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When I was looking for reviews of the B.Fold 7 it was incredibly difficult and so I find myself writing the review I was looking for. Thankfully I’m reasonably close to a couple of Decathlon stores and so have looked at these things admiringly for a few months now which has helped significantly in my research.

But to start off there are a few things I wanted from my folding bike

– Reliability
– Gears
– Reasonable price
– Easy folding mechanism

I looked extensively at the Brompton bikes but not only am I a bit of a scrooge when it comes to biking but the three gears and the desirability for theft made these an immediate no go. I also quite liked the Tern and Dahon bikes but they were so similar to the B Fold that it made no sense to pay the extra for the name. I’ve also been incredibly fortunate to have had good experiences with both my Rockrider and Triban – both from Decathlon.

So the crux of the matter is that I bought a B Fold 7. Let’s see what Decathlon have to say about it:

Technical Description

Specifications:
Colour: Metallic grey
Weight: 13.65 KG
Suitable Size: 1.50 m – 1.85 m

Frame:
Aluminium 6061 provides low weight, responsiveness and sturdiness. The easy side-fold system means the bike takes up little amount of space: at home, at the office, in the boot of a car or in a camper.Once folded, the bike’s volume is divided by 3.

Fork:
Hi-Ten steel fork for greater durability.

Drive Train:
The B’Fold 7 is equipped with a Shimano push/pull SIS indexed 7-speed derailleur to handle most gradients. The gear shifter is easy to use with its “Push-Pull” system. Shifting gears is quick and precise. Derailleur guard protects the most fragile parts from impacts especially when transporting in folded mode.Distance travelled per turn of the crank: 288 cm – 576 cm.

Brakes:
V-brake, aluminium callipers and levers guarantee effective and progressive braking.

Handlebar, stem, steering:
Semi-raised handlebar provides good steering position and improves bike handling. Fixed aluminium stem provides greater rigidity compared to a height-adjustable stem.Ergonomic Lock on grips.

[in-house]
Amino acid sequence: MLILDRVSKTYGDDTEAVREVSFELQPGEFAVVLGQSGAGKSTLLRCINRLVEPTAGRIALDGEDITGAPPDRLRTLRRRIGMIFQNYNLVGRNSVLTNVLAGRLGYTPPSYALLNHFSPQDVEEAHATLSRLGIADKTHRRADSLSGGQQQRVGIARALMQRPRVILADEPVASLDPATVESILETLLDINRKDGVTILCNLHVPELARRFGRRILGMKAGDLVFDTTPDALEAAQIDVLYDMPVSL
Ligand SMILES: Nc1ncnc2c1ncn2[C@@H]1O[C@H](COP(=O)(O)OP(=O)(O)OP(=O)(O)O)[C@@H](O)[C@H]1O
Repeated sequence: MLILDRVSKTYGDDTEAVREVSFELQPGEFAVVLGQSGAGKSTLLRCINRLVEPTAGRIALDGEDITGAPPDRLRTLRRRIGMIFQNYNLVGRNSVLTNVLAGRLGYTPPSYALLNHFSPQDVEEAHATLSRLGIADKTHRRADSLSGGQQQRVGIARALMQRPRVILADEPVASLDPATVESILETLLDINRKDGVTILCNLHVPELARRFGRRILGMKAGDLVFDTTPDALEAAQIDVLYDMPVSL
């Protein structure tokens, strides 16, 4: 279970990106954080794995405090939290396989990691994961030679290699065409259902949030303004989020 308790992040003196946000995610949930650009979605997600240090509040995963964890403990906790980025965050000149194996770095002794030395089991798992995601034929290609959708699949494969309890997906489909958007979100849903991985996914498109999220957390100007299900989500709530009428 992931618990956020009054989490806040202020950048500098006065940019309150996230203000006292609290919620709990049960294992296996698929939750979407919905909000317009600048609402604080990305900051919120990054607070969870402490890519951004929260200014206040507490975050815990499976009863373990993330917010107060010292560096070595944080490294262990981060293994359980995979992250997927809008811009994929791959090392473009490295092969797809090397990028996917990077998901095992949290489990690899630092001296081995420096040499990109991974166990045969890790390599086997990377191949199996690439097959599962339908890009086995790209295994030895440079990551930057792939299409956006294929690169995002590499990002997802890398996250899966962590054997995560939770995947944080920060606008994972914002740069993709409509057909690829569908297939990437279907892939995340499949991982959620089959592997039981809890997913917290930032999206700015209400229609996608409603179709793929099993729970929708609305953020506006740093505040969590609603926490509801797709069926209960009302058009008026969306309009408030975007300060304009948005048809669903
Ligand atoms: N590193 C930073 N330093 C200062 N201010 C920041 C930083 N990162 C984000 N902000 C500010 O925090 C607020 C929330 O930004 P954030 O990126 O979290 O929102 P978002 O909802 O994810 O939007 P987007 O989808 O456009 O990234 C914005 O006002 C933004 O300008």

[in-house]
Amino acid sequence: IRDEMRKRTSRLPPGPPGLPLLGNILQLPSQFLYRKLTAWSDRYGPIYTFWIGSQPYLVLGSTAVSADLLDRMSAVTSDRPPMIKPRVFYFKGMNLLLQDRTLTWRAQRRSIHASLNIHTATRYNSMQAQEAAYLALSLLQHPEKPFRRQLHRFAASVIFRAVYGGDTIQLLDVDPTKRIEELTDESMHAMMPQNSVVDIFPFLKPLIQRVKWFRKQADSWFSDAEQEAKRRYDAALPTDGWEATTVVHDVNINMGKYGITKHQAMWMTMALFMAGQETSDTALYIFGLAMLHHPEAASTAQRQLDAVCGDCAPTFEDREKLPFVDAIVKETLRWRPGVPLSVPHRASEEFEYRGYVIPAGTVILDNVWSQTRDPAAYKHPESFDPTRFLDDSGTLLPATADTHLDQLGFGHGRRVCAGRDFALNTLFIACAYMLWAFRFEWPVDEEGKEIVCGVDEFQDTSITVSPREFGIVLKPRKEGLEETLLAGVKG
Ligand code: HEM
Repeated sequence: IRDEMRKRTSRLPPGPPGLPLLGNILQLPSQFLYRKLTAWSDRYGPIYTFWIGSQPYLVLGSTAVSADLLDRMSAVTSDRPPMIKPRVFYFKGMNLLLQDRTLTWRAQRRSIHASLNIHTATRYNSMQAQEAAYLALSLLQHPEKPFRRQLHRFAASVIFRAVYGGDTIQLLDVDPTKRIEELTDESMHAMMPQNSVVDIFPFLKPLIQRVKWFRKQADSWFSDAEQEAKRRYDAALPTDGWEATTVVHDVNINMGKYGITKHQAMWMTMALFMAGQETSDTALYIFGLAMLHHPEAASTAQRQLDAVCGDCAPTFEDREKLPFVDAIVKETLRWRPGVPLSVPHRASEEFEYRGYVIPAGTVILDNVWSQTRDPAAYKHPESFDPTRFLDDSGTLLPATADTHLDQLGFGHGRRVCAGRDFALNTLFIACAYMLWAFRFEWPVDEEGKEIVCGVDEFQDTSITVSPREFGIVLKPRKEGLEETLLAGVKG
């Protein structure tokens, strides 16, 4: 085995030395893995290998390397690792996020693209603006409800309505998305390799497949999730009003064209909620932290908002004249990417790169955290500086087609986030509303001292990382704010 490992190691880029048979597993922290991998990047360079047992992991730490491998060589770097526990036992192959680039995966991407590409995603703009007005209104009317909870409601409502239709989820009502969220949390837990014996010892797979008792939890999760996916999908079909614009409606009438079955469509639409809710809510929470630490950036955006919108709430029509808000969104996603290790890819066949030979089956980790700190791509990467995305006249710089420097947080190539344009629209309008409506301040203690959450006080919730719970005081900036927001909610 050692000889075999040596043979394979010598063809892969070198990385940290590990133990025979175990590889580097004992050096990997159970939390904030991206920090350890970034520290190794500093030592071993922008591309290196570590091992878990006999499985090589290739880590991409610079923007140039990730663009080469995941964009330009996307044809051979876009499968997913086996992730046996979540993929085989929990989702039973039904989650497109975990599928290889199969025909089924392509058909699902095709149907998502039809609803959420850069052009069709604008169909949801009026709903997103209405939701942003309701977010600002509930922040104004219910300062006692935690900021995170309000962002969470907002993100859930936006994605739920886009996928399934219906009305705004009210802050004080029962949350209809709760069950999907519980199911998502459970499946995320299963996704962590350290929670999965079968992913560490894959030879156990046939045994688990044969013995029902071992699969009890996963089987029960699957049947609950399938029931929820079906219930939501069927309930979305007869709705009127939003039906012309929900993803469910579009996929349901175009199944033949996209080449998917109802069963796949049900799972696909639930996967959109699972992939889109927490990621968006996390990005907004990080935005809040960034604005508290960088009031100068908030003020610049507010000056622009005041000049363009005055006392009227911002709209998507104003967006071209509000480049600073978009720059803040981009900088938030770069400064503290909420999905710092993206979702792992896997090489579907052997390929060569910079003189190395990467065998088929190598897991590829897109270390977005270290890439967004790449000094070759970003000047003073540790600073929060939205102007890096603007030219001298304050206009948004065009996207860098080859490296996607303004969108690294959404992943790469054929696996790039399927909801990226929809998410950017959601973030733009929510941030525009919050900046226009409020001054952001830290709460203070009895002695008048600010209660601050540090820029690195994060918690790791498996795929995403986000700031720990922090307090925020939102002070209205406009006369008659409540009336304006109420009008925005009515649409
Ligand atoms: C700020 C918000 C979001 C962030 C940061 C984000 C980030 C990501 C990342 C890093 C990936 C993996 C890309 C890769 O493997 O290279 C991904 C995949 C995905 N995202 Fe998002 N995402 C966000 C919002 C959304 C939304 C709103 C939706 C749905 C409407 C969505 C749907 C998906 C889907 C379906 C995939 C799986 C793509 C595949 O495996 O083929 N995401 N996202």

Distance from saddle to handlebar: 600 mm

Distance from saddle to pedals: 700 mm – 960 mm

Saddle, Seat Post:
Comfortable foam saddle and aluminium seat post with laser markings to make adjustment easier.

Wheels:
20″ single walled anodised black rims have been machined for effective braking.

Tyres:
20 x 1.75 city tyres for good performance and traction.

Chainset:
Suntour folding pedals: Fold up easily by applying pressure, so that the bike takes up less space. Once pedals are folded up and stem folded down, the bike can be compactly stored against a wall (28 cm width).170 mm aluminium cranks.

Equipment:
Chainwheel guard, mudguard with stays, pannier rack, derailleur guard, battery lighting. Compatible with the Btwin Tilt transport cover.

Dimensions:
Unfolded: length: 150 cm, width: 40 cm, height: 103 cm. Folded: length: 82 cm, height: 64 cm, width: 34 cm.

I bought the bike mainly for my new work commute as I’m keen to avoid getting back on the overcrowded London Underground and so I’ve been testing out my commute to my current job which uses some of London’s busiest roads and us also gently uphill. My current commute is a little less than 5km each way between Charing Cross and North West London.

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Before I did any commuting I gave it a quick whizz around my local area, disappointingly the seat slipped down (thankfully reasonably slowly) and so I went home and adjusted the seat a hint and then I was off. I spent about 40 minutes dipping in and around the town – shifting gears swiftly and confidently using the push-pull system. The 20 inch BMX wheels felt nice and secure on the road and the bike didn’t struggle to pull away from the traffic it encountered.